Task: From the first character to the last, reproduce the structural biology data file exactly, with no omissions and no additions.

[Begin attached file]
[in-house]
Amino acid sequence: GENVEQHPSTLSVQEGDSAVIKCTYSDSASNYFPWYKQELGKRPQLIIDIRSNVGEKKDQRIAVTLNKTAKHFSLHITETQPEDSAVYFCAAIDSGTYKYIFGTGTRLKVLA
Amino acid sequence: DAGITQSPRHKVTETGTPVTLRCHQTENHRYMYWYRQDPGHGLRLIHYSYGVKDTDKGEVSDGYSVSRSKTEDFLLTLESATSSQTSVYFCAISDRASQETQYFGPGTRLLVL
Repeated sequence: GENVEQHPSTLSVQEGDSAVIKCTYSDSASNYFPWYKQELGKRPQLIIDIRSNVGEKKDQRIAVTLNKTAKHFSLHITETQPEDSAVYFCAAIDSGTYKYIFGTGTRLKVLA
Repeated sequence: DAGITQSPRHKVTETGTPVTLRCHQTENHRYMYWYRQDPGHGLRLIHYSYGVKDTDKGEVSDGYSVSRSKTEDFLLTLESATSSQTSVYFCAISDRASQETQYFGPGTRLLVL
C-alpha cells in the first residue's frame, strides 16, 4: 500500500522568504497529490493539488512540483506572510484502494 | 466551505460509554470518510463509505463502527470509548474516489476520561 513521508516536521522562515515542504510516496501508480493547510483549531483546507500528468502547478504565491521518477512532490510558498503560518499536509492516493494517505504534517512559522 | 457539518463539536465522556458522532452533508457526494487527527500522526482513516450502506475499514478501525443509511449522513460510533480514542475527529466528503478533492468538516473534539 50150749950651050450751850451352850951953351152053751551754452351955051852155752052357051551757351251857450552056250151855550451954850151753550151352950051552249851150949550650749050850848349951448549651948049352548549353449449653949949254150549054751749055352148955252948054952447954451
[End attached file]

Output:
[in-house]
Amino acid sequence: GENVEQHPSTLSVQEGDSAVIKCTYSDSASNYFPWYKQELGKRPQLIIDIRSNVGEKKDQRIAVTLNKTAKHFSLHITETQPEDSAVYFCAAIDSGTYKYIFGTGTRLKVLA
Amino acid sequence: DAGITQSPRHKVTETGTPVTLRCHQTENHRYMYWYRQDPGHGLRLIHYSYGVKDTDKGEVSDGYSVSRSKTEDFLLTLESATSSQTSVYFCAISDRASQETQYFGPGTRLLVL
Repeated sequence: GENVEQHPSTLSVQEGDSAVIKCTYSDSASNYFPWYKQELGKRPQLIIDIRSNVGEKKDQRIAVTLNKTAKHFSLHITETQPEDSAVYFCAAIDSGTYKYIFGTGTRLKVLA
Repeated sequence: DAGITQSPRHKVTETGTPVTLRCHQTENHRYMYWYRQDPGHGLRLIHYSYGVKDTDKGEVSDGYSVSRSKTEDFLLTLESATSSQTSVYFCAISDRASQETQYFGPGTRLLVL
C-alpha cells in the first residue's frame, strides 16, 4: 500500500522568504497529490493539488512540483506572510484502494 | 466551505460509554470518510463509505463502527470509548474516489476520561 513521508516536521522562515515542504510516496501508480493547510483549531483546507500528468502547478504565491521518477512532490510558498503560518499536509492516493494517505504534517512559522 | 457539518463539536465522556458522532452533508457526494487527527500522526482513516450502506475499514478501525443509511449522513460510533480514542475527529466528503478533492468538516473534539 50150749950651050450751850451352850951953351152053751551754452351955051852155752052357051551757351251857450552056250151855550451954850151753550151352950051552249851150949550650749050850848349951448549651948049352548549353449449653949949254150549054751749055352148955252948054952447954451